As if these McGuffins, red herrings and utter improbabilities were not enough, Chibnall also gives us another possible paedophile suspect, the local newsagent for whom Danny used to do a paper round. He turns out to have a conviction for sex with an underage girl (a 15-year-old whom he married immediately after serving his 12 month sentence). Because he also organises the local brigade of teenage sea scouts, he becomes the target of a hate campaign, led by Susan's son, and fuelled by a local journalist (Ellie's nephew!), who has discovered his secret past. He drowns himself in the sea.
Two other "suspects" we are offered are Danny's father, whose nocturnal absences seem not to register with his wife (actually, he is boffing the attractive manager of the main hotel); and the young vicar of the Anglican church, who happens to double as IT tutor for both Tom and Danny. We also have the local clairvoyant/nutter, receiving messages from dead Danny ("it was someone he knew", "he was in a boat") as well as unsettling Hardy with his tantalising glimpses from the past.
If these plot points lack plausibility in naturalistic terms, there is yet more to be revealed. When the local journalist confronts Hardy about his hospitalization, Hardy bizarrely offers to explain his previous murder inquiry's failure in exchange for not having his illness publicised.
The explanation stretches credulity even further: apparently, Hardy's wife had been working on the case as a detective sergeant, and having an affair with another detective sergeant, and had stopped off for a drink with him whilst leaving the crucial evidence and her handbag in her car, both of which had been stolen when a thief broke in. Even more incredibly, the journalist agrees not to reveal any of this, for fear of the harm it might inflict on Hardy's family.
It is the very absurdity of this narrative that should alert us to what Chibnall is actually on about: how can any of us know - really know - what our neighbours and even our loved ones are like, even in a small community where everyone in theory knows everyone?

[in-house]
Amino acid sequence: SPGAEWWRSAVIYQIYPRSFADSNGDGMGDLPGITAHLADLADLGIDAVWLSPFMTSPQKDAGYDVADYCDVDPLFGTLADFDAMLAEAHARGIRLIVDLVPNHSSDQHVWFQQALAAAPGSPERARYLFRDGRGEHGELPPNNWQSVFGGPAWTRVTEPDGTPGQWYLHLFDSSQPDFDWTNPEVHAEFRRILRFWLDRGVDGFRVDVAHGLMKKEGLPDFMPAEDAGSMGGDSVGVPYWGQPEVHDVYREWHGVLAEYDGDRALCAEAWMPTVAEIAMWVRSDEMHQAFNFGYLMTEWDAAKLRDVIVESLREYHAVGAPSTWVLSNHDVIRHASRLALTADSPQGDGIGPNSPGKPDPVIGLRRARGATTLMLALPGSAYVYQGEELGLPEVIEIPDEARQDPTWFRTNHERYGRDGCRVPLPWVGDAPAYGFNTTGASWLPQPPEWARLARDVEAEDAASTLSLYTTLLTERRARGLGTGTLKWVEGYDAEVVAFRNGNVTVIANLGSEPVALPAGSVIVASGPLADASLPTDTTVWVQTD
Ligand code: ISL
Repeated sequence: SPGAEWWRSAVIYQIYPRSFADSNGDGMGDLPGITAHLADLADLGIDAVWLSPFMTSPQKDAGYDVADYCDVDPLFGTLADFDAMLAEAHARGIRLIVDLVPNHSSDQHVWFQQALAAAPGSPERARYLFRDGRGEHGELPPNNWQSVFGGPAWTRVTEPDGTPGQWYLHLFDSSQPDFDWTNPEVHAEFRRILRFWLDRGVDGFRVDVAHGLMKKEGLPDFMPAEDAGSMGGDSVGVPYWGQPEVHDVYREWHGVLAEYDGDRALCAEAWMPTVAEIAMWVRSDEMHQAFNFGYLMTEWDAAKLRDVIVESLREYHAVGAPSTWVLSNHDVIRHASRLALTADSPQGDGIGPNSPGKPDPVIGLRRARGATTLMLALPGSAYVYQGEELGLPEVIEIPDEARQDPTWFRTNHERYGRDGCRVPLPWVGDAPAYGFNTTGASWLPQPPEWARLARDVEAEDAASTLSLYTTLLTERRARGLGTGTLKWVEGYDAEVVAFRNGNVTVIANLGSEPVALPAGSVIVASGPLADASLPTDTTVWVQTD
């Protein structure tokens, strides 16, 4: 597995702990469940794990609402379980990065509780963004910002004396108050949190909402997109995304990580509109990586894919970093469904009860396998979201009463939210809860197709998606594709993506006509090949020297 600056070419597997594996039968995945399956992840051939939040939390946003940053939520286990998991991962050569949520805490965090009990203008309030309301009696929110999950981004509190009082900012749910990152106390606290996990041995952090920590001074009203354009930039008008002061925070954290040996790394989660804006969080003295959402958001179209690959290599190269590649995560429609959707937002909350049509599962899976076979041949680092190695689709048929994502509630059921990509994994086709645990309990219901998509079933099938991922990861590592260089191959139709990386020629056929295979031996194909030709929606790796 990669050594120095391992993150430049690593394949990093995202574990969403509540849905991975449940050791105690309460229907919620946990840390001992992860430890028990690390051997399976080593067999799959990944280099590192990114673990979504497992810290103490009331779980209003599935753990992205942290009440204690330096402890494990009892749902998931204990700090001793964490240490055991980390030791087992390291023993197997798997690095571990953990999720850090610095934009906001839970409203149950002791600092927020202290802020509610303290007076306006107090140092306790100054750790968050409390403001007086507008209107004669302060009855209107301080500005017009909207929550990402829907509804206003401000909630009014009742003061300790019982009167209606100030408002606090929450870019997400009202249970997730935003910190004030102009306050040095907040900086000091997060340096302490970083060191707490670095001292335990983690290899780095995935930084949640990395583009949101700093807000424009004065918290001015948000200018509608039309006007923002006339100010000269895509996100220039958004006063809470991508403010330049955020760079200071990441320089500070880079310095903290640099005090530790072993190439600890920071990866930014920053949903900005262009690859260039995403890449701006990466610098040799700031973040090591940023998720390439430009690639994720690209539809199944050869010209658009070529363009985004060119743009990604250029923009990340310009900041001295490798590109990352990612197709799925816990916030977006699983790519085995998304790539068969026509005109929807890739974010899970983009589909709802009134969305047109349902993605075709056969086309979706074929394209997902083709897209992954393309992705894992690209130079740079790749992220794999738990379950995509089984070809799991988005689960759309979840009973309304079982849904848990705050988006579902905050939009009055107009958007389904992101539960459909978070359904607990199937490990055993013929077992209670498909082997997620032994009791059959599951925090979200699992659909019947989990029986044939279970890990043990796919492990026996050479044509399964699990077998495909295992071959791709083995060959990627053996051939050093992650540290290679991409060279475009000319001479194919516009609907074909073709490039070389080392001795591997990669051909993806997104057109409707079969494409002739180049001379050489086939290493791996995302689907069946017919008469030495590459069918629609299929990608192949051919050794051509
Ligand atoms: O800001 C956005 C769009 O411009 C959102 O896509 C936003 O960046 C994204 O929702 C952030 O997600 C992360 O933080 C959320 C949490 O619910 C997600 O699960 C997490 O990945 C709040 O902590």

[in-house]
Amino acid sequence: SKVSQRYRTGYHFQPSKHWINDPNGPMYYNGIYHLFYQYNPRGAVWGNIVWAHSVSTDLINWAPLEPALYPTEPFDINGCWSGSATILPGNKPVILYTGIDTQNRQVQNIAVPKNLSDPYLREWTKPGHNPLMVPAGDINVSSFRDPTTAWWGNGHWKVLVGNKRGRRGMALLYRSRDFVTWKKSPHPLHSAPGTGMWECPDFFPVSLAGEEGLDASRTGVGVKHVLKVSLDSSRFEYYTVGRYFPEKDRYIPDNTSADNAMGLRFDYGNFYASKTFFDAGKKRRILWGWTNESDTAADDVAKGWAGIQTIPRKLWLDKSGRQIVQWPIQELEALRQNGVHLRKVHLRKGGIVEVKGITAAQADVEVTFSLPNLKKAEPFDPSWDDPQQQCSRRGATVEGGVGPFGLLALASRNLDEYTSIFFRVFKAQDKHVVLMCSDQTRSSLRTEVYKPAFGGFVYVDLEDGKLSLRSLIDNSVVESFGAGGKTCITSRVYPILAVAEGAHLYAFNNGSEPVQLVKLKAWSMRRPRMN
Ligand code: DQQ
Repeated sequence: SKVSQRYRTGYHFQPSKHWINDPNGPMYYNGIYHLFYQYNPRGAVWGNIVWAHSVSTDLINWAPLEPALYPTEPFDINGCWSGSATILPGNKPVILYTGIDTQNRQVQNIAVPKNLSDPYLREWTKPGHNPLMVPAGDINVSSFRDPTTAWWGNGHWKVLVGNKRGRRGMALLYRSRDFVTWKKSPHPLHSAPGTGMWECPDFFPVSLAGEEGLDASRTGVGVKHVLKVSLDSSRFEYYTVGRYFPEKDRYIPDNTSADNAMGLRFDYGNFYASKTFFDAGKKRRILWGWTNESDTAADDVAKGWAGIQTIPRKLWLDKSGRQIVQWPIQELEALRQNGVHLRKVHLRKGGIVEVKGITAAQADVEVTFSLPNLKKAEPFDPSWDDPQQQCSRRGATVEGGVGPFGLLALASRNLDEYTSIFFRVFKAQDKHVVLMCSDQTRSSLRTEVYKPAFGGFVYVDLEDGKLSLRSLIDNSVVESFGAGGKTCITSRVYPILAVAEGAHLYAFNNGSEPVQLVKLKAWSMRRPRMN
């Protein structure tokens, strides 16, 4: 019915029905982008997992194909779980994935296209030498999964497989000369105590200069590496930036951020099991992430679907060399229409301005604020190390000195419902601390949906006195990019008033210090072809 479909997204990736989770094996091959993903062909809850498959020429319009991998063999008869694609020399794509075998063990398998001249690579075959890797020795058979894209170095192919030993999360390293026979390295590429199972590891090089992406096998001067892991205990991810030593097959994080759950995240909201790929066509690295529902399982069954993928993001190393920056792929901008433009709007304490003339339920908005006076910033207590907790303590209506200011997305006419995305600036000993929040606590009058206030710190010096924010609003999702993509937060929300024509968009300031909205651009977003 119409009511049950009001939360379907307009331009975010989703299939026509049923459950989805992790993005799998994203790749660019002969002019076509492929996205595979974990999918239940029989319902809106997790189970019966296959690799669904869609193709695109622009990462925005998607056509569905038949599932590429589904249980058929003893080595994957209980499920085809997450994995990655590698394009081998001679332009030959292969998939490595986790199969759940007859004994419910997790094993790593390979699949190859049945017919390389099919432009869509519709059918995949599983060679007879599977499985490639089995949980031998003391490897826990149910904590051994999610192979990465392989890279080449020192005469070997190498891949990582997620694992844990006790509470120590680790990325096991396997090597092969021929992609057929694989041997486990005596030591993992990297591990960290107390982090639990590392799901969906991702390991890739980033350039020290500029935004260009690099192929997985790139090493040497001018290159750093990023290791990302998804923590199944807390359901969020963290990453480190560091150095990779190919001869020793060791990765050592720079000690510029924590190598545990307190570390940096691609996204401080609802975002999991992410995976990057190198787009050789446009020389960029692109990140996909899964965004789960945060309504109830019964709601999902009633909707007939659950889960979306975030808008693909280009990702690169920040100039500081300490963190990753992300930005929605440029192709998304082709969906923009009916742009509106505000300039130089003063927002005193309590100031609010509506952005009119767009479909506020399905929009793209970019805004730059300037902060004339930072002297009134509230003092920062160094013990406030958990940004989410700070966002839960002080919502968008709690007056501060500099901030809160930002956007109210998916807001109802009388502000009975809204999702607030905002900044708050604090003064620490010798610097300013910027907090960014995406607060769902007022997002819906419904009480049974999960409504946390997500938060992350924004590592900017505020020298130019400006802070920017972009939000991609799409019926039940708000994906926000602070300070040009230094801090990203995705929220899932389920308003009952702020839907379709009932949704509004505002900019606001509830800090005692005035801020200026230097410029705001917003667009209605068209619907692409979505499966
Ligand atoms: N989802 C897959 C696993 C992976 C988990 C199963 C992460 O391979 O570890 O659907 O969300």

The expected quota of naturalism in the production is leavened throughout by slow motion shots, static landscapes of sometimes startling beauty, and a remarkable sense of place. Yet the intimacy, however beguiling, is deceptive. Outsiders like the newsagent and Susan, seeking refuge from troubled pasts, are forced to leave, whether by suicide or midnight flit. Treachery and deceit are basic human traits, even within the most close-knit relationships.
And Chibnall, surprisingly, pulls one more rabbit out of the hat before the end. In yet another church service, the vicar calls on his congregation to learn forgiveness, as God showed forgiveness to mankind through Christ. This startlingly overt religious message is then amplified by the final scenes, where a series of bonfires and beacons in memory of Danny are lit, in co-ordinated fashion, across the Dorset coastline. Danny's mother has forgiven her husband (she is expecting a baby), and with the rest of her family lights the first beacon; the hotel floozy is allowed to light a bonfire; the clairvoyant looks on approvingly; Susan's "son", the lynch-mob leader, joins the ceremony. Are these proceedings pagan? Or Christian? Whatever, the vicar presides.
Meanwhile, Ellie is reconciled with her errant older sister, and her nephew - the dodgy journalist - brings toys for her children to the hotel where she has taken refuge whilst her house is searched for clues (she unsubtly crunches a slug underfoot as she leaves her home). Even the nephew's dodgier colleague, from a national title, where she specializes in child murder, is allowed back into the circle of forgiveness. Hardy - redeemed on his last day - is reconciled with Ellie, who had bitten her tongue almost all the way through in frustration at his working methods.
Redemption and salvation in an ITV murder mystery? Feel-good Christianity in a drama about paedophiliac killers? Perhaps that explains the mass audience - or perhaps the mass audience barely noticed the religious dimension to what might otherwise have been classified as just another Monday night series. Perhaps the title should have forewarned us. Either way, a return visit to Broadchurch is promised for next year.